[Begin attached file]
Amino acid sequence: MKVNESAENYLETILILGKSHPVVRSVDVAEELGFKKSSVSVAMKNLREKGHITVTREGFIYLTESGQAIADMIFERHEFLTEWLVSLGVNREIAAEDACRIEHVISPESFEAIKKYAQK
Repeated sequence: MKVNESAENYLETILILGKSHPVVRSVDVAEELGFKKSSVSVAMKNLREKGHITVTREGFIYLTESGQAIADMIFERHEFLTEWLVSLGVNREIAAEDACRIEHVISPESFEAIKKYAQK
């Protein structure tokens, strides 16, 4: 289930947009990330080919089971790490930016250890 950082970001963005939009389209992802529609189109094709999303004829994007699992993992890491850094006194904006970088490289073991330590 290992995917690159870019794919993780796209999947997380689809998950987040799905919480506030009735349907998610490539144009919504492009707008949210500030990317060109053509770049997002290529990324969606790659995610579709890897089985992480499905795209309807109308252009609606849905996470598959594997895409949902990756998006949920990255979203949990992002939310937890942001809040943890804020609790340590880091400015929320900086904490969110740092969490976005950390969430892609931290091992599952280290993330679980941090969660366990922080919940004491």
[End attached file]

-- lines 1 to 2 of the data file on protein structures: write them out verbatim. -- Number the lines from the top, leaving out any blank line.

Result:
Amino acid sequence: MKVNESAENYLETILILGKSHPVVRSVDVAEELGFKKSSVSVAMKNLREKGHITVTREGFIYLTESGQAIADMIFERHEFLTEWLVSLGVNREIAAEDACRIEHVISPESFEAIKKYAQK
Repeated sequence: MKVNESAENYLETILILGKSHPVVRSVDVAEELGFKKSSVSVAMKNLREKGHITVTREGFIYLTESGQAIADMIFERHEFLTEWLVSLGVNREIAAEDACRIEHVISPESFEAIKKYAQK